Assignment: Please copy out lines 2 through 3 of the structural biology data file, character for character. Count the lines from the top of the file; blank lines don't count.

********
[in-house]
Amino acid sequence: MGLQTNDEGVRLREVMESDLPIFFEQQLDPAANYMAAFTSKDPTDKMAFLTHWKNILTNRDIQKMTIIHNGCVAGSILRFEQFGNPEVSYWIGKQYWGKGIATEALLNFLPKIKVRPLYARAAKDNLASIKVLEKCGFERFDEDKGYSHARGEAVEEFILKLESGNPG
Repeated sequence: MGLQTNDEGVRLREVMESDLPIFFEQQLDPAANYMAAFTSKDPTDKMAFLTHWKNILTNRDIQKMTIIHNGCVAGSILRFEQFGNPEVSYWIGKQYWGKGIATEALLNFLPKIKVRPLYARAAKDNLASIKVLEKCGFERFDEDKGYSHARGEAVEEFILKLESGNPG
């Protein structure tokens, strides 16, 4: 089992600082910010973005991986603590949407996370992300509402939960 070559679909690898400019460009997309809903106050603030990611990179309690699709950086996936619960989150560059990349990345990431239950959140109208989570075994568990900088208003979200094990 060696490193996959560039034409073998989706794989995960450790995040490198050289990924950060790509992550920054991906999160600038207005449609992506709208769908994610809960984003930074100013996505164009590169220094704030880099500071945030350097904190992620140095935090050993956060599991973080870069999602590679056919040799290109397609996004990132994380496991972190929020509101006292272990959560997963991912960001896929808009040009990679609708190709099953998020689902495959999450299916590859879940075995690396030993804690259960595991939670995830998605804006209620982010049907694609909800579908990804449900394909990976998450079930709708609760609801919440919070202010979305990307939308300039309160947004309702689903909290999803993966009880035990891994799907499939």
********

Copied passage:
Amino acid sequence: MGLQTNDEGVRLREVMESDLPIFFEQQLDPAANYMAAFTSKDPTDKMAFLTHWKNILTNRDIQKMTIIHNGCVAGSILRFEQFGNPEVSYWIGKQYWGKGIATEALLNFLPKIKVRPLYARAAKDNLASIKVLEKCGFERFDEDKGYSHARGEAVEEFILKLESGNPG
Repeated sequence: MGLQTNDEGVRLREVMESDLPIFFEQQLDPAANYMAAFTSKDPTDKMAFLTHWKNILTNRDIQKMTIIHNGCVAGSILRFEQFGNPEVSYWIGKQYWGKGIATEALLNFLPKIKVRPLYARAAKDNLASIKVLEKCGFERFDEDKGYSHARGEAVEEFILKLESGNPG